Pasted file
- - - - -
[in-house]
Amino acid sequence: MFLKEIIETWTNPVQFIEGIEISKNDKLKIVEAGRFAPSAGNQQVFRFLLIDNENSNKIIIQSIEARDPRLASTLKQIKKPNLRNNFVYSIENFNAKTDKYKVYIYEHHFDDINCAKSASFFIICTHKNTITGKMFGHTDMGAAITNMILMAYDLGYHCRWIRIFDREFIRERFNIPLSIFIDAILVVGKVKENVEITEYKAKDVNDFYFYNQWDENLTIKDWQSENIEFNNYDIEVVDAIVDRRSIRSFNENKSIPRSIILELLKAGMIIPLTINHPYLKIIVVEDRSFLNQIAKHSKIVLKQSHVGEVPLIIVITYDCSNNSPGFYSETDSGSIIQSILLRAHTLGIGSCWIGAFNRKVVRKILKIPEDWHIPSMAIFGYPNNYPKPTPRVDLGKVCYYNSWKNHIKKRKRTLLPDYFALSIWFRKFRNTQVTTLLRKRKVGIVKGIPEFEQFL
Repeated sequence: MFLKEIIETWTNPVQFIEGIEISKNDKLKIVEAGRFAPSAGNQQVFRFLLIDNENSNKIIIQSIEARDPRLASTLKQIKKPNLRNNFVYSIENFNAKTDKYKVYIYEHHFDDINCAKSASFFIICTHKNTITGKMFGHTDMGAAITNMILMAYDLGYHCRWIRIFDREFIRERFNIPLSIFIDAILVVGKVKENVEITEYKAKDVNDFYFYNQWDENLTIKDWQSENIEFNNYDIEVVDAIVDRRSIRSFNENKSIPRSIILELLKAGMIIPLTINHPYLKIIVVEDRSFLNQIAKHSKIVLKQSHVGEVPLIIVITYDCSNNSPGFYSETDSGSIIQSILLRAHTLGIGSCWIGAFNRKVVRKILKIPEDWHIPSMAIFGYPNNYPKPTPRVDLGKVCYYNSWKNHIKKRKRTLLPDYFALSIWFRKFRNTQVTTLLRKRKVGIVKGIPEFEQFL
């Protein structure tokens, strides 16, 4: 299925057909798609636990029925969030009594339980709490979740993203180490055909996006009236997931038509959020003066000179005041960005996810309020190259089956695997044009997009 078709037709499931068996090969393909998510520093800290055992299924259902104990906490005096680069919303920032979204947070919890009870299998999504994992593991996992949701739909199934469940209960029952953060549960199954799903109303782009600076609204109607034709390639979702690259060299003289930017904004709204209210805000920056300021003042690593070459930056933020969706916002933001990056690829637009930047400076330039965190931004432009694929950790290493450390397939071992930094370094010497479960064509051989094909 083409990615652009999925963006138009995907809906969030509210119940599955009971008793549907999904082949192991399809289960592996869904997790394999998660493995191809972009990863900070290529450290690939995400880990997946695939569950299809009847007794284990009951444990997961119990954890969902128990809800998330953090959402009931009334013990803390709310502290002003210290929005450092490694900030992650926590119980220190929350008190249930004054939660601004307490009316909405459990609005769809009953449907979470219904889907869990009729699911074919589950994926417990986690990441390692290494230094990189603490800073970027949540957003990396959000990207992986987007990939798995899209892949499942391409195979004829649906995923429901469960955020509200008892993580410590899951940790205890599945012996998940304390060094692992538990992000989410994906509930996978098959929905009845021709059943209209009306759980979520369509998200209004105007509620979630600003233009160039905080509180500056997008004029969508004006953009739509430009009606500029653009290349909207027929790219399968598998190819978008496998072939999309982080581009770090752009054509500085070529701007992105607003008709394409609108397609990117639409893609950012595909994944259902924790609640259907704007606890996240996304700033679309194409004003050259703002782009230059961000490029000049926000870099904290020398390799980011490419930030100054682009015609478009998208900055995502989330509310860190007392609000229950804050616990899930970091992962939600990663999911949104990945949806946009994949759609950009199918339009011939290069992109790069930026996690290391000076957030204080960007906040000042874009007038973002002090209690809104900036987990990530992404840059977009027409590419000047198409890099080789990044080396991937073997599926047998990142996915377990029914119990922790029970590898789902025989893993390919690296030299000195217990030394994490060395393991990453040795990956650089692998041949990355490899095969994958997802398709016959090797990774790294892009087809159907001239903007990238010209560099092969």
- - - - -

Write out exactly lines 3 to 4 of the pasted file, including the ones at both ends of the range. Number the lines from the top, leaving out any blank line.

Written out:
Repeated sequence: MFLKEIIETWTNPVQFIEGIEISKNDKLKIVEAGRFAPSAGNQQVFRFLLIDNENSNKIIIQSIEARDPRLASTLKQIKKPNLRNNFVYSIENFNAKTDKYKVYIYEHHFDDINCAKSASFFIICTHKNTITGKMFGHTDMGAAITNMILMAYDLGYHCRWIRIFDREFIRERFNIPLSIFIDAILVVGKVKENVEITEYKAKDVNDFYFYNQWDENLTIKDWQSENIEFNNYDIEVVDAIVDRRSIRSFNENKSIPRSIILELLKAGMIIPLTINHPYLKIIVVEDRSFLNQIAKHSKIVLKQSHVGEVPLIIVITYDCSNNSPGFYSETDSGSIIQSILLRAHTLGIGSCWIGAFNRKVVRKILKIPEDWHIPSMAIFGYPNNYPKPTPRVDLGKVCYYNSWKNHIKKRKRTLLPDYFALSIWFRKFRNTQVTTLLRKRKVGIVKGIPEFEQFL
């Protein structure tokens, strides 16, 4: 299925057909798609636990029925969030009594339980709490979740993203180490055909996006009236997931038509959020003066000179005041960005996810309020190259089956695997044009997009 078709037709499931068996090969393909998510520093800290055992299924259902104990906490005096680069919303920032979204947070919890009870299998999504994992593991996992949701739909199934469940209960029952953060549960199954799903109303782009600076609204109607034709390639979702690259060299003289930017904004709204209210805000920056300021003042690593070459930056933020969706916002933001990056690829637009930047400076330039965190931004432009694929950790290493450390397939071992930094370094010497479960064509051989094909 083409990615652009999925963006138009995907809906969030509210119940599955009971008793549907999904082949192991399809289960592996869904997790394999998660493995191809972009990863900070290529450290690939995400880990997946695939569950299809009847007794284990009951444990997961119990954890969902128990809800998330953090959402009931009334013990803390709310502290002003210290929005450092490694900030992650926590119980220190929350008190249930004054939660601004307490009316909405459990609005769809009953449907979470219904889907869990009729699911074919589950994926417990986690990441390692290494230094990189603490800073970027949540957003990396959000990207992986987007990939798995899209892949499942391409195979004829649906995923429901469960955020509200008892993580410590899951940790205890599945012996998940304390060094692992538990992000989410994906509930996978098959929905009845021709059943209209009306759980979520369509998200209004105007509620979630600003233009160039905080509180500056997008004029969508004006953009739509430009009606500029653009290349909207027929790219399968598998190819978008496998072939999309982080581009770090752009054509500085070529701007992105607003008709394409609108397609990117639409893609950012595909994944259902924790609640259907704007606890996240996304700033679309194409004003050259703002782009230059961000490029000049926000870099904290020398390799980011490419930030100054682009015609478009998208900055995502989330509310860190007392609000229950804050616990899930970091992962939600990663999911949104990945949806946009994949759609950009199918339009011939290069992109790069930026996690290391000076957030204080960007906040000042874009007038973002002090209690809104900036987990990530992404840059977009027409590419000047198409890099080789990044080396991937073997599926047998990142996915377990029914119990922790029970590898789902025989893993390919690296030299000195217990030394994490060395393991990453040795990956650089692998041949990355490899095969994958997802398709016959090797990774790294892009087809159907001239903007990238010209560099092969």